My introduction to the Fundoshi came when I was a kid and saw a page in the International Male catalog. They sold a “Fundoshi brief”, designed to mimic the traditional style in a western brief and they also sold a “real” Fundoshi. I even ordered one. When I got it I realized they had taken something inherently simple and had complicated it so it was a mess. The “sewn loop” eliminated the tying and created a huge bunch of cloth in the back. It was horrible.
Fast forward to the joys of the Internet years later. I saw a photo online of a Japanese man in a Fundoshi and began searching for more information. That search led me to this site where I learned a lot more and found resources for buying and later making my own Fundoshi. The first ones I ordered from Xzytes.com. They are of excellent quality, made of breathable material with very nicely-finished edges. They’re a bargain at $11.90. After a few attempts at tying one, I was hooked.
I see the Fundoshi as the most masculine of all garments. It accentuates the male anatomical curves beautifully but in a subtle, Japanese style which draws attention without being too obvious. Some modern underwear is just over the top obvious in what it is trying to do and to me, ends up trivializing a man’s masculinity. The Fundoshi makes a powerful, masculine statement, tapping into the ancient past while doing something really practical in a simple way.
I live in Arizona where in July and August, we regularly have temperatures in the 105-110F range and humidity from nightly thunderstorms. The only “underwear” I have found halfway comfortable in this environment is a narrow-band jock. Sweating and chafing are unavoidable and by the end of the day I was always miserable. Enter the Fundoshi. While I was not sure I could adapt to cloth being “up there” in the back, I realized in one day how great this can be. The Fundoshi hugs all of the areas where perspiration is a problem, wicking it away. Gone are the talc sprays and lotions. I don’t need them. My Fundoshi provides support and cool, dry comfort. After a couple of days I was so used to the fit of a Fundoshi that I forgot I had it on. It doesn’t bunch or slip or creep. It’s just there doing its job, quite elegantly and in a way which makes me feel my own sensual masculinity.
I have read one comment online about how a Fundoshi should not be worn by others than the Japanese. The writer went on to talk about co-opting of culture, etc. If this were worn to ridicule the Japanese, I might say there was a point but that certainly is not how I view a Fundoshi. I see this as a gift of an ancient civilization which was thinking out of the box before our culture even existed. I also don’t see my wearing of this garment as co-opting of culture any more than I see Japanese cars as a co-opting of western culture. In fact, having once owned a Chevy which would not start below 65 degrees, I’m grateful for my Toyota, but I digress.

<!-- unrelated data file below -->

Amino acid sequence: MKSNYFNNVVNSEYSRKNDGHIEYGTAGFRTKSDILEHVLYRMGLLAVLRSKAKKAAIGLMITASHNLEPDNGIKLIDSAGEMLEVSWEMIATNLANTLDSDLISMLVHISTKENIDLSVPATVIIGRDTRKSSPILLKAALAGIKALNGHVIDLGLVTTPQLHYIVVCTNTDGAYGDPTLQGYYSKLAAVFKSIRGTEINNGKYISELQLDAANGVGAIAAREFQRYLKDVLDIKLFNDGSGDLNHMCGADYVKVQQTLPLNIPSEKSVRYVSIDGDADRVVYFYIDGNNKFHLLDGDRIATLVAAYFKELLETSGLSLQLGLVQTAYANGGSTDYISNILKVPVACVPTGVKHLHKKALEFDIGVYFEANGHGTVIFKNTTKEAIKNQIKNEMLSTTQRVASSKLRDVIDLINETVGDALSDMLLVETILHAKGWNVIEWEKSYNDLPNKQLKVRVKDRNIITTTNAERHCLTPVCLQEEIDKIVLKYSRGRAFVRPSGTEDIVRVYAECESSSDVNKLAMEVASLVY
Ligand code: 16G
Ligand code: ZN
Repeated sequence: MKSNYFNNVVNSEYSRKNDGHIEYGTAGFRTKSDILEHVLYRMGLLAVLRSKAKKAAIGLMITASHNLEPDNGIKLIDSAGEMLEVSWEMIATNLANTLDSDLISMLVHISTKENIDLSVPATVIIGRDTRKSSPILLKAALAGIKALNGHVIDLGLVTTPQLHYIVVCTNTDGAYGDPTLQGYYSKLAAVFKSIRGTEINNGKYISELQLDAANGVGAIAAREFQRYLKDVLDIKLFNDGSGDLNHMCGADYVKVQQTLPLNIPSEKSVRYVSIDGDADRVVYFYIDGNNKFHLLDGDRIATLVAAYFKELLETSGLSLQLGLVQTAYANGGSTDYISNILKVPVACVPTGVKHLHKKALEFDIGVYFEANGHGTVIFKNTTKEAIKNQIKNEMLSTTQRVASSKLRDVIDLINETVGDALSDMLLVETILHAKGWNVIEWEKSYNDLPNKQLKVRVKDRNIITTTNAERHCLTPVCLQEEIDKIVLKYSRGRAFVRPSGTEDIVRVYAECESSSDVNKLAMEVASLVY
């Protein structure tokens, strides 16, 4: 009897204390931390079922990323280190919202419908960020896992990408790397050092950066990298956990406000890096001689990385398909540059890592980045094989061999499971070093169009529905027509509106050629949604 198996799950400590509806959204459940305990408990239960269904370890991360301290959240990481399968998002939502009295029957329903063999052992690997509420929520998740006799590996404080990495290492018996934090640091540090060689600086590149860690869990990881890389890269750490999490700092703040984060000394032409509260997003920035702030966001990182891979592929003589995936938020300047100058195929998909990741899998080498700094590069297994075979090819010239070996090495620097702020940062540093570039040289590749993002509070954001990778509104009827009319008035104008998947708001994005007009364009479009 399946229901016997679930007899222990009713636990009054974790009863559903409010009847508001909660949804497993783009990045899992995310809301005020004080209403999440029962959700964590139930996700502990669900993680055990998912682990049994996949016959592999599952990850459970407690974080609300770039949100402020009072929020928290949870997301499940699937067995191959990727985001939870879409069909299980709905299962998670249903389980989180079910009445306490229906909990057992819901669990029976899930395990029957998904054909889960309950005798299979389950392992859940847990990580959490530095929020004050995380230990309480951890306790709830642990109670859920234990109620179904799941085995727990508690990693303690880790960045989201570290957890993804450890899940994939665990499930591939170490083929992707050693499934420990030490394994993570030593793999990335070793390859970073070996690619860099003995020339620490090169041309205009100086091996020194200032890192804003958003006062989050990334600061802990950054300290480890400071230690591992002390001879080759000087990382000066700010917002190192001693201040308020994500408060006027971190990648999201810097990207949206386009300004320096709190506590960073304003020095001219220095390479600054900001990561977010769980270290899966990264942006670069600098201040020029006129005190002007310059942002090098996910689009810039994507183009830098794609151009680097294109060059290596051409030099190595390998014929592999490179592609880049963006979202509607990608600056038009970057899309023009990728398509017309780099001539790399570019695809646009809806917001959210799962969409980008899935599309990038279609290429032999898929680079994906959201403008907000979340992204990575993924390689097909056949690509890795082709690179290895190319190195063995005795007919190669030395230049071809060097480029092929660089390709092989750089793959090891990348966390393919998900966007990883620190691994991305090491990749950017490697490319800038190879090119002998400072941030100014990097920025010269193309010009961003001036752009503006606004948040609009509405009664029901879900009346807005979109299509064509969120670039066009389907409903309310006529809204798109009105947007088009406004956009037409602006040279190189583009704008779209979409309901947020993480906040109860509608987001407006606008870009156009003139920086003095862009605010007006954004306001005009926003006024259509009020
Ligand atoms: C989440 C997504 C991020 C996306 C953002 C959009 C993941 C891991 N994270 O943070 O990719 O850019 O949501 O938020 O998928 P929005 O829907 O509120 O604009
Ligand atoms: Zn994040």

Economics of the Fundoshi are hard to ignore. A popular underwear website recently sent me an email advertising a sale on some brand name boxerbriefs at $32 plus shipping. I recently ordered three different fabrics, each of which will make six Fundoshi. The total cost was $35 or less than $2 each!
Fundoshi is more than a garment. It’s a lifestyle and a mind set. It’s about daily personal organization and to use a phrase which shows up in various ancient texts from Homer’s Iliad to the Bible, I “gird my loins” each morning. There is something intangible about tying on a Funoshi to meet a new day. It’s a sense that I’m ready to get started and that I’m prepared. Since my “conversion” I have not worn any other type of “underwear” and I wear my Fundoshi (commercially made and home-made) for loungewear, for working in the back yard and as swimwear. I can customize the fit by the way I tie it to achieve a variety in fit and appearance. A Fundoshi is a most amazing, simple piece of cloth, the product of ingenuity and a lot more relevant and useful than the piece of decorative cloth we westerners tie around our necks for looks alone.
(Note: we added a few pictures along the way, just for fun. Thank you, John, for being a faithful reader but more importantly for spreading the gospel of fundoshi! Here's a few more, for good measure...)